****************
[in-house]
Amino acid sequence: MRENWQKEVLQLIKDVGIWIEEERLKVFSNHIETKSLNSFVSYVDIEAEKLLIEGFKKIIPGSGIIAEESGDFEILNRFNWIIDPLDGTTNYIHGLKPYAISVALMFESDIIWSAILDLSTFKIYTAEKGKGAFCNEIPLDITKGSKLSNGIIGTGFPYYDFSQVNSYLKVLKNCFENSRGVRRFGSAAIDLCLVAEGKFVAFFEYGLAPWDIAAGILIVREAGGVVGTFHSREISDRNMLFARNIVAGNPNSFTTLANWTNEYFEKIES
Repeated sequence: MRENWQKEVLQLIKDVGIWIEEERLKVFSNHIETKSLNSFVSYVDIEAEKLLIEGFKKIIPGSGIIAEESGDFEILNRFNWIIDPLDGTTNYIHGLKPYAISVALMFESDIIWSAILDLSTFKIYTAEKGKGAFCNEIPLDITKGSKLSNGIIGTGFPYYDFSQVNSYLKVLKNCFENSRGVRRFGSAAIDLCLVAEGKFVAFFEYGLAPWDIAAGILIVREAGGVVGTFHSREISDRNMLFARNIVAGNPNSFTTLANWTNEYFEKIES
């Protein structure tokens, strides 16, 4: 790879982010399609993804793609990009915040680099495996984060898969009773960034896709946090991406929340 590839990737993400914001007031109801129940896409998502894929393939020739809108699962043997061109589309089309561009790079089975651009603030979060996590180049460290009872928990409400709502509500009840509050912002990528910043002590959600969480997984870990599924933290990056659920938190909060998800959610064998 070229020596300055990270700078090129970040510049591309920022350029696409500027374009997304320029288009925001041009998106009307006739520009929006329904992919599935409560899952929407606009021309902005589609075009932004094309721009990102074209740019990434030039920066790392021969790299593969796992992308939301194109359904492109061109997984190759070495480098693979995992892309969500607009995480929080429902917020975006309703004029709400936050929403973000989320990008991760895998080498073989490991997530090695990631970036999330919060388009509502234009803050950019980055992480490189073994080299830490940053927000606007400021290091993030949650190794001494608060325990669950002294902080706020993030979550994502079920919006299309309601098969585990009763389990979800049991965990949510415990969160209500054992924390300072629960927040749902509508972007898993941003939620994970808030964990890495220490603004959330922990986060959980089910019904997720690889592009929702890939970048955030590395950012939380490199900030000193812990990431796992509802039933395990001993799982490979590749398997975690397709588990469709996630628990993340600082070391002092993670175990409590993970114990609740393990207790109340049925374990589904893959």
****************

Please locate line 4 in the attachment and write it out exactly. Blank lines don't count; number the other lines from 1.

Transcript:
């Protein structure tokens, strides 16, 4: 790879982010399609993804793609990009915040680099495996984060898969009773960034896709946090991406929340 590839990737993400914001007031109801129940896409998502894929393939020739809108699962043997061109589309089309561009790079089975651009603030979060996590180049460290009872928990409400709502509500009840509050912002990528910043002590959600969480997984870990599924933290990056659920938190909060998800959610064998 070229020596300055990270700078090129970040510049591309920022350029696409500027374009997304320029288009925001041009998106009307006739520009929006329904992919599935409560899952929407606009021309902005589609075009932004094309721009990102074209740019990434030039920066790392021969790299593969796992992308939301194109359904492109061109997984190759070495480098693979995992892309969500607009995480929080429902917020975006309703004029709400936050929403973000989320990008991760895998080498073989490991997530090695990631970036999330919060388009509502234009803050950019980055992480490189073994080299830490940053927000606007400021290091993030949650190794001494608060325990669950002294902080706020993030979550994502079920919006299309309601098969585990009763389990979800049991965990949510415990969160209500054992924390300072629960927040749902509508972007898993941003939620994970808030964990890495220490603004959330922990986060959980089910019904997720690889592009929702890939970048955030590395950012939380490199900030000193812990990431796992509802039933395990001993799982490979590749398997975690397709588990469709996630628990993340600082070391002092993670175990409590993970114990609740393990207790109340049925374990589904893959």